extend internet via DSL line?

N

networkme

New Member
#1
Hello,

I have looked, and looked, and no luck…

I need to get my internet to reach to a new home office that is too far for wireless, and which cannot be hard-wired with ethernet, coaxial, etc. I foolishly assumed that since there’s a phone jack in there, it’d be a piece of cake. Not cake. [I cannot get a second DSL line, as there are none available.]

Is there any way at all to use existing DSL phone line from jack to add a second modem or modem as repeater to DSL network? I have two modems and a router i’m willing to sacrifice to the cause.

**Surely, there must be a way to use the cables on which the internet signal comes into the house to set up a second wifi spot?? ** Some hack, some device, something?

If not can anyone at explain why? This seems like such an obvious boon to humankind.

thanks
 
N

networkme

New Member
#3
Hi Doc, I think i didn't make it clear that i already have one modem hooked up to the dsl line. I would like to somehow hook up another in the new room.

I need to get my internet to reach to a new home office that is too far for wireless, and which cannot be hard-wired with ethernet, coaxial, etc. I foolishly assumed that since there’s a phone jack in there, it’d be a piece of cake. Not cake. [I cannot get a second DSL line, as there are none available.]

thanks
 
SpywareDr

SpywareDr

Member
#4
You might check with your DSL service provider to see if they have some sort of a "two DSL modem on one line" solution available.
 
Midknyte

Midknyte

Caffeine Fiend
#5
I'll reply on this thread, since the other one is 8 years old.

Is there any way at all to use existing DSL phone line from jack to add a second modem or modem as repeater to DSL network?
NO. Even if the ISP was ok with it, you can only have one DSL data stream per line.

What do you mean it is "too far for wireless"? If the room is out of your wifi router's range, can't you add a repeater halfway between the new office and the router?

You need to explain the layout in more detail.
 
SpywareDr

SpywareDr

Member
#6
https://en.wikipedia.org/wiki/Wi-Fi#Range
A typical wireless access point using 802.11b or 802.11g with a stock antenna might have a range of 35 m (115 ft) indoors and 100 m (330 ft) outdoors. IEEE 802.11n, however, can more than double the range.[43] Range also varies with frequency band. Wi-Fi in the 2.4 GHz frequency block has slightly better range than Wi-Fi in the 5 GHz frequency block used by 802.11a (and optionally by 802.11n). On wireless routers with detachable antennas, it is possible to improve range by fitting upgraded antennas which have higher gain in particular directions. Outdoor ranges can be improved to many kilometers through the use of high gain directional antennas at the router and remote device(s).
...
Distance records (using non-standard devices) include 382 km (237 mi) in June 2007, held by Ermanno Pietrosemoli and EsLaRed of Venezuela, transferring about 3 MB of data between the mountain-tops of El Águila and Platillon.[50][51] The Swedish Space Agency transferred data 420 km (260 mi), using 6 watt amplifiers to reach an overhead stratospheric balloon.[52]
 
SpywareDr

SpywareDr

Member
#8
I've been using them for quite a while with no complaints. Plug 'em in and forget 'em. <shrug> :)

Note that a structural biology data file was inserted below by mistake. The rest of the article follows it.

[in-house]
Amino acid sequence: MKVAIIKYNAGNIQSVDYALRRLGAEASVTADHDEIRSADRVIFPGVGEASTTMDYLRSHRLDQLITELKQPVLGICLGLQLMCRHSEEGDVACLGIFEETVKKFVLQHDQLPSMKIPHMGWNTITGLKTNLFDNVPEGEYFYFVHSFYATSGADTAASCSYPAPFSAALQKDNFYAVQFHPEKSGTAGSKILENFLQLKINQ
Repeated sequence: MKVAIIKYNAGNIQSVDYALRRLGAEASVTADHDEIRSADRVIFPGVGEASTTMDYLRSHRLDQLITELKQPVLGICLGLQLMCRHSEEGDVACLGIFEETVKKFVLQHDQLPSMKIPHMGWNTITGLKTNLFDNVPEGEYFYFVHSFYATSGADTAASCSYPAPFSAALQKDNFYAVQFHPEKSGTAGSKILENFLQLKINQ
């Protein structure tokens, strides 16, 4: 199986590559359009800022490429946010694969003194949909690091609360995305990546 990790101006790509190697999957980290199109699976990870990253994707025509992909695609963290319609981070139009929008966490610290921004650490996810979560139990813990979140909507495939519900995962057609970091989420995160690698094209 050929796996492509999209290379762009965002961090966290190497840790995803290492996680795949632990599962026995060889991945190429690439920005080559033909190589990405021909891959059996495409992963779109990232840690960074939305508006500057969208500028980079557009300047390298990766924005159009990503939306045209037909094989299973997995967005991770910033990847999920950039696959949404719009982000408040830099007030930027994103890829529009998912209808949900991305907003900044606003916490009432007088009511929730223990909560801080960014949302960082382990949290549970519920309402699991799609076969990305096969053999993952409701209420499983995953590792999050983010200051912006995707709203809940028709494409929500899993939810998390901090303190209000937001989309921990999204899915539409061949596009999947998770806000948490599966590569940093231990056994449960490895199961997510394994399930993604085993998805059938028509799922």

Unfortunately, the OP stated in the other thread "or power line are not options".
 
N

networkme

New Member
#9
Hi Doc, Thanks for the replies. No two modem service here.

Will these upgraded antennas go through multiple brick walls? I think that's our main problem. Signal gets really weak, then disappears. The new room is only about 15 meters from the router. New room is wired separately, so powerline extenders won't work. Had i known, they'd be wired together...

Would you happen to know if any modem will work with a certain ISP, or does it have to be a special one? Am in Mexico and bought a 3d party modem known to work with Telmex. I would upgrade to a better one with better antennae, if it would help.

Thanks.
 
SpywareDr

SpywareDr

Member
#10
If they're that close together, can't you bury an underground Ethernet cable down about a half a meter or so between the two buildings? Here in the U.S. you can rent a little trencher to open up a slot to drop the cable into.
 
Midknyte

Midknyte

Caffeine Fiend
#11
Will these upgraded antennas go through multiple brick walls?
No guarantees. Solid walls will block the signal, even if you get stronger antennas.

Would you happen to know if any modem will work with a certain ISP, or does it have to be a special one? Am in Mexico and bought a 3d party modem known to work with Telmex. I would upgrade to a better one with better antennae, if it would help.
You would need to check with your ISP (Telmex).

So you're using Wifi off of the modem? Make/model of your hardware would help. Most combo modem/router/WAP have pretty weak signals.
I would turn off the Wifi in the modem and use a dedicated Wifi router instead.
 
N

networkme

New Member
#12
No guarantees. Solid walls will block the signal, even if you get stronger antennas.

You would need to check with your ISP (Telmex).

So you're using Wifi off of the modem? Make/model of your hardware would help. Most combo modem/router/WAP have pretty weak signals.
I would turn off the Wifi in the modem and use a dedicated Wifi router instead.
Thanks Midknyte,

Problem is that Telmex is the opposite of helpful. If they hear you're using a 3d party modem, they refuse to give any support whatsoever. Much less will they suggest modems other than the junky ones they sell at extortionate prices. The joys of a monopoly.

The modem is a Technicolor TG582n. (Which i'm sure is bottom of the line.) On forums, i found a couple that work with Telmex. A Tenda W3000D, which i have set up as a repeater., which reaches a bit to office, but have ethernet cable taped to living room floor. Also have a llittle linksis/cysco router not in use at the moment.

I don't know what you mean by "turn off the Wifi in the modem and use a dedicated Wifi router instead." That would increase signal?